No privacy interest in text messages sent from cellphone belonging to third party
Justice Michelle Fuerst, Justice Michal Fairburn and Scott Fenton
The defence brought an application to exclude the contents of various text messages, allegedly sent by the accused from several different cellphone numbers, to a number of different recipients. Members of the RCMP obtained production of the accused’s text messages pursuant to s. 487.012 (now s. 487.014) of the Criminal Code. The production order was issued to Telus Communications. There was evidence on the application that at least two of the cellphones in question were not registered to the accused.
The defence sought to exclude the content of the text messages, arguing that the use of a production order to obtain the text messages constituted a breach of the accused’s rights under s. 8 of the Charter on the basis that the accused had a high privacy interest in the text messages, and as such, the police ought to have obtained a Part VI authorization to intercept his private electronic telecommunications. Given that at least two of the cellphones alleged to have been used by the accused were not registered to the accused, and given that the accused denied having sent the text messages, and otherwise presented no evidence on the voir dire to establish that he had even a personal expectation of privacy in the text messages, the Crown challenged the accused’s standing to bring the Charter application.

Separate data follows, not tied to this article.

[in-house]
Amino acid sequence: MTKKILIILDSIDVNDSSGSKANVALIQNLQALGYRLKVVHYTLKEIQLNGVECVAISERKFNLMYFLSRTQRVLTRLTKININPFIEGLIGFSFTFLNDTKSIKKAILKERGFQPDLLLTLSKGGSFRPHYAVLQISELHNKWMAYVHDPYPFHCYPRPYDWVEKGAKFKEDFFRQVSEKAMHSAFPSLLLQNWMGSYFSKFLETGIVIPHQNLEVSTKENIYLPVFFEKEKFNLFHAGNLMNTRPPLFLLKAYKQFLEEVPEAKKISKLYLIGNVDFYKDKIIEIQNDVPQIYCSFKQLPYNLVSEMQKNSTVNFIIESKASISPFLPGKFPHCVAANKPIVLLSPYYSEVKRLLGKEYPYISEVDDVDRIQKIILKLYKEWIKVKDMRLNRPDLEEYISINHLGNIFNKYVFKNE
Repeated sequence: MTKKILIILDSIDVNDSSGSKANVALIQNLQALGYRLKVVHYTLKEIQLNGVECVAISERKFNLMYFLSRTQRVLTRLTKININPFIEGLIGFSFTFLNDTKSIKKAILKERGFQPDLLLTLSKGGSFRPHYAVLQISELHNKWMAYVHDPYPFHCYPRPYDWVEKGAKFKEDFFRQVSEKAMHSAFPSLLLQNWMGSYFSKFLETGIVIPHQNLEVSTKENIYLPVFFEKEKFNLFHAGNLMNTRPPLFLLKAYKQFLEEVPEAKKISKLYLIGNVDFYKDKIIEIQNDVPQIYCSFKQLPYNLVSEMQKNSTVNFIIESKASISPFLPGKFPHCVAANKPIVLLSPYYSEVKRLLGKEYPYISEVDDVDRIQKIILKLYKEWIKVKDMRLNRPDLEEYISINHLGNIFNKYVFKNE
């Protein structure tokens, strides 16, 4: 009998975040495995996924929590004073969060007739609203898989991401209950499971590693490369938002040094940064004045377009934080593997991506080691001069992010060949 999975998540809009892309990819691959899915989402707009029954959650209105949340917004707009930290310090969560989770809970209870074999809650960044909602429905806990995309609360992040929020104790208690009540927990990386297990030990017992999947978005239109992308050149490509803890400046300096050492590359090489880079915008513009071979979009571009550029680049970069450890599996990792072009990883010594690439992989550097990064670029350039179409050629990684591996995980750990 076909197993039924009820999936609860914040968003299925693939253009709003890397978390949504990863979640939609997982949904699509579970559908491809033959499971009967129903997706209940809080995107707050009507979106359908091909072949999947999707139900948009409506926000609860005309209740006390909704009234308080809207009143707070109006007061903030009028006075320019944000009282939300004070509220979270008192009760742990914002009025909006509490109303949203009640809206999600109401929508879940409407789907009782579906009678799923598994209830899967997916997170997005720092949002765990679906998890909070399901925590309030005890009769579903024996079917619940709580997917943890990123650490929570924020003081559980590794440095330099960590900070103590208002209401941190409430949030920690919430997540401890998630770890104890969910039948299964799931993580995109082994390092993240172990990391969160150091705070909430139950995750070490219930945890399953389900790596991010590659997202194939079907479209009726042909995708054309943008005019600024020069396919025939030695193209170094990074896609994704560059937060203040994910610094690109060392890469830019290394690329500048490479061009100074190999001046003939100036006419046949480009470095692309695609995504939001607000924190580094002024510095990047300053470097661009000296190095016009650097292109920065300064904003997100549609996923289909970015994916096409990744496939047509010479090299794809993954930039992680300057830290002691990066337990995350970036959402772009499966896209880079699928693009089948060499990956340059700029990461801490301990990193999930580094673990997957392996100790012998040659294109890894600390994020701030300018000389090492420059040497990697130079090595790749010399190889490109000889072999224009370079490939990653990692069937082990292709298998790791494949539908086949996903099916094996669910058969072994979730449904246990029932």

It is well established that an accused person can only apply to exclude evidence based on his or her own personal privacy interests, and not the privacy interests of third parties: R. v. Edwards
,  1 S.C.R. 128, 1996 CarswellOnt 1916.
In the court’s view, a text message was more akin to a letter, than an ongoing electronic conversation. When a person sends a letter, they are reducing or abandoning their privacy interests by sending that communication to another person. While there may be a privacy interest in the copy of the “sent” text message archived on the sender’s cellphone, the sender’s potential privacy interest in the copy of the text message “received” on a third party’s phone is much less obvious. A recipient might forward or share the “received” copy with one or more persons. In R. v. Pelucco
, 2015 BCCA 370, 2015 CarswellBC 2386, the majority of the British Columbia Court of Appeal found that, while there may be a presumption that the sender of a text message has a reasonable expectation of privacy in the message, whether or not that expectation of privacy is reasonable in any particular case will be dependent on the context of the communications and the parties involved, as established in evidence. Here, at least one of the phones was purchased by another individual, not the accused. This subverts the normal arrangements of two private persons communicating with their own private devices. Moreover, the accused denied sending any of the text messages in issue and otherwise presented no evidence on the Charter voir dire to establish that he had any expectation of privacy in the text message evidence. Accordingly, the Pelucco presumption for a privacy interest in the sent messages did not apply. In the absence of any evidence from the accused to establish a privacy interest in the text messages, the court found that the accused lacked standing to challenge the admission of the evidence.
R. v. Vader
, 2016 ABQB 309, 2016 CarswellAlta 1076 (Alta. Q.B.)